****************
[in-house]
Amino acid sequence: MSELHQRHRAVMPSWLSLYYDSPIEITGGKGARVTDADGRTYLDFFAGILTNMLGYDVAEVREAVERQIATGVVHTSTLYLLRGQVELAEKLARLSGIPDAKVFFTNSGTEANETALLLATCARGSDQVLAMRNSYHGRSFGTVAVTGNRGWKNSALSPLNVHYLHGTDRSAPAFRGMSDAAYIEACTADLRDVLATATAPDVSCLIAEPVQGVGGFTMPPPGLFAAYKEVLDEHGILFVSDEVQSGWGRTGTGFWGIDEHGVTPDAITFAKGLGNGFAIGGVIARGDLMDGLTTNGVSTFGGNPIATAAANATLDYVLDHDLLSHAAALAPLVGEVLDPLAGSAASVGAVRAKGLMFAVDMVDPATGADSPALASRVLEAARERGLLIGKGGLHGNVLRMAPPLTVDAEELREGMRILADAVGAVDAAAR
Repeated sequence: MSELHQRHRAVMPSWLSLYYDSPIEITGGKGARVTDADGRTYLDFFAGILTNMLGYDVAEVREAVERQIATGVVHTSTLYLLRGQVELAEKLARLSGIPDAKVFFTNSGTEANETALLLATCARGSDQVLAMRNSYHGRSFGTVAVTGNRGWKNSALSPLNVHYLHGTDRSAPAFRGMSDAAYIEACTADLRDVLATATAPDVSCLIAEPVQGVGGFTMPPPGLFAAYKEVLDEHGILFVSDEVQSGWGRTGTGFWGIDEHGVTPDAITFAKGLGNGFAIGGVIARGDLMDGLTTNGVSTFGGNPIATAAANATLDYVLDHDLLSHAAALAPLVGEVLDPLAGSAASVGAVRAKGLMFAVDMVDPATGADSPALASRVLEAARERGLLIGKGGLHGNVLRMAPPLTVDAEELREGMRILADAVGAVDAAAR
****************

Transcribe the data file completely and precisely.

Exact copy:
[in-house]
Amino acid sequence: MSELHQRHRAVMPSWLSLYYDSPIEITGGKGARVTDADGRTYLDFFAGILTNMLGYDVAEVREAVERQIATGVVHTSTLYLLRGQVELAEKLARLSGIPDAKVFFTNSGTEANETALLLATCARGSDQVLAMRNSYHGRSFGTVAVTGNRGWKNSALSPLNVHYLHGTDRSAPAFRGMSDAAYIEACTADLRDVLATATAPDVSCLIAEPVQGVGGFTMPPPGLFAAYKEVLDEHGILFVSDEVQSGWGRTGTGFWGIDEHGVTPDAITFAKGLGNGFAIGGVIARGDLMDGLTTNGVSTFGGNPIATAAANATLDYVLDHDLLSHAAALAPLVGEVLDPLAGSAASVGAVRAKGLMFAVDMVDPATGADSPALASRVLEAARERGLLIGKGGLHGNVLRMAPPLTVDAEELREGMRILADAVGAVDAAAR
Repeated sequence: MSELHQRHRAVMPSWLSLYYDSPIEITGGKGARVTDADGRTYLDFFAGILTNMLGYDVAEVREAVERQIATGVVHTSTLYLLRGQVELAEKLARLSGIPDAKVFFTNSGTEANETALLLATCARGSDQVLAMRNSYHGRSFGTVAVTGNRGWKNSALSPLNVHYLHGTDRSAPAFRGMSDAAYIEACTADLRDVLATATAPDVSCLIAEPVQGVGGFTMPPPGLFAAYKEVLDEHGILFVSDEVQSGWGRTGTGFWGIDEHGVTPDAITFAKGLGNGFAIGGVIARGDLMDGLTTNGVSTFGGNPIATAAANATLDYVLDHDLLSHAAALAPLVGEVLDPLAGSAASVGAVRAKGLMFAVDMVDPATGADSPALASRVLEAARERGLLIGKGGLHGNVLRMAPPLTVDAEELREGMRILADAVGAVDAAAR